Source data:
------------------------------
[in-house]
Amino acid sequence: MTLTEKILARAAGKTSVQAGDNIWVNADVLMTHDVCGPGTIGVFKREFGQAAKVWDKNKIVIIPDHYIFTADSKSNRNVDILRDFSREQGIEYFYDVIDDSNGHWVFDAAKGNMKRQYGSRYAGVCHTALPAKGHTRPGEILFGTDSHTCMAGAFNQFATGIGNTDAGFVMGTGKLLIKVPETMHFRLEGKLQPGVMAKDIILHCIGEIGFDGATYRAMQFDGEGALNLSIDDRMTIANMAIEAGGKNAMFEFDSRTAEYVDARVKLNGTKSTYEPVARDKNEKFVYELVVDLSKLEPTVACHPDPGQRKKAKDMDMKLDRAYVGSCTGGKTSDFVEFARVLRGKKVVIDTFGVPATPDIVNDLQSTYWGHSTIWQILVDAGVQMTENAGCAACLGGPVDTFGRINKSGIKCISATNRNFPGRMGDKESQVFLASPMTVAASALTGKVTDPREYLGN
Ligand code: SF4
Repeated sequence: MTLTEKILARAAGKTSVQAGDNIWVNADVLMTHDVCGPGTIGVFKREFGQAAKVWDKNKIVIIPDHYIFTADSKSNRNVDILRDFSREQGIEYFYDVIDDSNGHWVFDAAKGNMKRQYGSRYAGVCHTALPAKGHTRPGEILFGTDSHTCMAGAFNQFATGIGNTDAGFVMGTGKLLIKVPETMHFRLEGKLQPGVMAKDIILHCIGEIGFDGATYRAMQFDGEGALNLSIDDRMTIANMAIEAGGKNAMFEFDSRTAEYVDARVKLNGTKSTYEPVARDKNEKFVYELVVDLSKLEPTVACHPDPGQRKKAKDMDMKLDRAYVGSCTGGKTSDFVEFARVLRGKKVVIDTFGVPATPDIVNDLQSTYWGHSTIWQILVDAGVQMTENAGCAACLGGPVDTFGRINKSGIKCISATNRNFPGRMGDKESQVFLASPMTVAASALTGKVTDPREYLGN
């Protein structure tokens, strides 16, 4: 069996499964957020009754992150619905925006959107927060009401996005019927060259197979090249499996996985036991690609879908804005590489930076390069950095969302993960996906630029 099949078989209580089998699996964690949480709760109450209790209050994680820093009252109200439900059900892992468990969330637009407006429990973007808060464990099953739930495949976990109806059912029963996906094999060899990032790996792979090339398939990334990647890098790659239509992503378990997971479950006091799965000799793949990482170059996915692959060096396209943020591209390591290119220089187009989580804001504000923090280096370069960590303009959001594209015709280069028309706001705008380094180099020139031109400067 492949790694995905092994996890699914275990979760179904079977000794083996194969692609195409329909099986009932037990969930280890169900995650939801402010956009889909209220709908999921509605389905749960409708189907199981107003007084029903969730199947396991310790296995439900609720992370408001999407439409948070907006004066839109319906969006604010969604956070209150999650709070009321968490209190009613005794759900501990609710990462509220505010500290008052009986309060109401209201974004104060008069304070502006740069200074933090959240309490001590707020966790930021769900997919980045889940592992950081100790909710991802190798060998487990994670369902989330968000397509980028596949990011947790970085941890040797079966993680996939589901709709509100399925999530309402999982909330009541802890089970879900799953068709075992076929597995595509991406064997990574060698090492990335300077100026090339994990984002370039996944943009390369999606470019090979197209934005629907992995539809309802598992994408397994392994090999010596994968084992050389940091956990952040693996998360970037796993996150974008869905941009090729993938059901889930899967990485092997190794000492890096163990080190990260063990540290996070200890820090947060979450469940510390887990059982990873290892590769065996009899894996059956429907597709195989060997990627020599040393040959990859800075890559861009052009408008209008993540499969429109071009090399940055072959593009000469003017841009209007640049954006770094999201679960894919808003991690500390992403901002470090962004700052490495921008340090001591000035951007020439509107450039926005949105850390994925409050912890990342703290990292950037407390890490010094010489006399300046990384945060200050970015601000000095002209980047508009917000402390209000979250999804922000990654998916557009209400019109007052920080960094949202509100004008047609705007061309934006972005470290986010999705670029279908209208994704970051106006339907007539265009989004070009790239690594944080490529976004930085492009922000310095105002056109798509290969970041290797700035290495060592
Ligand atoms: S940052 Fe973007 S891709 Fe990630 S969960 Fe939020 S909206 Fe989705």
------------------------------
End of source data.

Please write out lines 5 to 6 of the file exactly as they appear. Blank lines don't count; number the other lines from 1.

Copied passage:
């Protein structure tokens, strides 16, 4: 069996499964957020009754992150619905925006959107927060009401996005019927060259197979090249499996996985036991690609879908804005590489930076390069950095969302993960996906630029 099949078989209580089998699996964690949480709760109450209790209050994680820093009252109200439900059900892992468990969330637009407006429990973007808060464990099953739930495949976990109806059912029963996906094999060899990032790996792979090339398939990334990647890098790659239509992503378990997971479950006091799965000799793949990482170059996915692959060096396209943020591209390591290119220089187009989580804001504000923090280096370069960590303009959001594209015709280069028309706001705008380094180099020139031109400067 492949790694995905092994996890699914275990979760179904079977000794083996194969692609195409329909099986009932037990969930280890169900995650939801402010956009889909209220709908999921509605389905749960409708189907199981107003007084029903969730199947396991310790296995439900609720992370408001999407439409948070907006004066839109319906969006604010969604956070209150999650709070009321968490209190009613005794759900501990609710990462509220505010500290008052009986309060109401209201974004104060008069304070502006740069200074933090959240309490001590707020966790930021769900997919980045889940592992950081100790909710991802190798060998487990994670369902989330968000397509980028596949990011947790970085941890040797079966993680996939589901709709509100399925999530309402999982909330009541802890089970879900799953068709075992076929597995595509991406064997990574060698090492990335300077100026090339994990984002370039996944943009390369999606470019090979197209934005629907992995539809309802598992994408397994392994090999010596994968084992050389940091956990952040693996998360970037796993996150974008869905941009090729993938059901889930899967990485092997190794000492890096163990080190990260063990540290996070200890820090947060979450469940510390887990059982990873290892590769065996009899894996059956429907597709195989060997990627020599040393040959990859800075890559861009052009408008209008993540499969429109071009090399940055072959593009000469003017841009209007640049954006770094999201679960894919808003991690500390992403901002470090962004700052490495921008340090001591000035951007020439509107450039926005949105850390994925409050912890990342703290990292950037407390890490010094010489006399300046990384945060200050970015601000000095002209980047508009917000402390209000979250999804922000990654998916557009209400019109007052920080960094949202509100004008047609705007061309934006972005470290986010999705670029279908209208994704970051106006339907007539265009989004070009790239690594944080490529976004930085492009922000310095105002056109798509290969970041290797700035290495060592
Ligand atoms: S940052 Fe973007 S891709 Fe990630 S969960 Fe939020 S909206 Fe989705």